Auto-Delete Messages – Although considered a little extreme at times, enabling the auto-deletion of messages to the minimum of thirty days means that your messaging history will be permanently removed from the device. Should someone gain access to it, then their access to your personal data will be limited.

Security Apps – Installing a good antivirus/antimalware, security suite is certainly worth considering. There are many available, from the likes of McAfee, Avira and Norton, each offering their own unique features and enhancements to further improve the levels of protections on the device.

Avoid Links – One sure-fire way of getting malware into a system is through opening links. These links are often sent via messaging and emails, but can also be found from social media platforms, and the likes of WhatsApp and such. Tapping on a link will open a site where the malware payload will be sent to the device you’re using to view the link. While nothing may seem to happen to you, in the background the malware is busy accessing your device and personal data. Avoid links!

Find My – Apple’s Find My iPhone feature is one of the most handy elements available to the Apple user. Should you lose your device, then logging into Find My iPhone from another Apple device or the web interface, will display the device’s current location within metres. On top of that is the ability to remotely wipe the device, so even if someone gets hold of it your personal data will be removed.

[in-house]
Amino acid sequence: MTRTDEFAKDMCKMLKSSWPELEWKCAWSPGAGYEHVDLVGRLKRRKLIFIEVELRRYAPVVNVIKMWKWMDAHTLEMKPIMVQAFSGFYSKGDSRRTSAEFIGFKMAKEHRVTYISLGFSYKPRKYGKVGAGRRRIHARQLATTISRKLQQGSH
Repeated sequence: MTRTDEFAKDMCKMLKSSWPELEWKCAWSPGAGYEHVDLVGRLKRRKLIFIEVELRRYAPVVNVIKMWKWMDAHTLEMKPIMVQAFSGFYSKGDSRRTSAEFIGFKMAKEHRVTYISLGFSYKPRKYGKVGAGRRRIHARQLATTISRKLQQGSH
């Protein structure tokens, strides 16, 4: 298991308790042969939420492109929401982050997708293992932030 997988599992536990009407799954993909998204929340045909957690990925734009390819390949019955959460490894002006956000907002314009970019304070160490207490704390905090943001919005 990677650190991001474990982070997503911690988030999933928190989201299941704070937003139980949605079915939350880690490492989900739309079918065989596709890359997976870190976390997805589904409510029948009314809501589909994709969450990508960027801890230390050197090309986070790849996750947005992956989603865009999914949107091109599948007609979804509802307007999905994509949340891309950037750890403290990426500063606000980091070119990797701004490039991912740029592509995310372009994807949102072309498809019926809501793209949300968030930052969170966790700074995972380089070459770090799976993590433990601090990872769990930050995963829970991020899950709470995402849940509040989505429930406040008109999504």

Vigilance is key

There’s a lot you can do to prevent your iPhone from being hacked, but the main and key factor in the improvement of your device’s security is you. By training yourself to be more aware of the dangers that are out there, in terms of hacking, then you’ll be more prepared should something ever happen. You’ll also be more likely to avoid certain pitfalls, such as clicking and tapping on dodgy links, avoiding certain websites, and having good passwords for all your accounts.

You are the weakest link in any security setup, so start by enhancing yourself.

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David Hayward

David has spent most of his life tinkering with technology, from the ZX Spectrum, getting his hands on a Fujitsu VPP5000/100 supercomputer, and coding on an overheating Raspberry Pi. He's written for the likes of Micro Mart, Den of Geek, and countless retro sites and publications, covering reviews, creating code and bench testing the latest tech. He also has a huge collection of cables.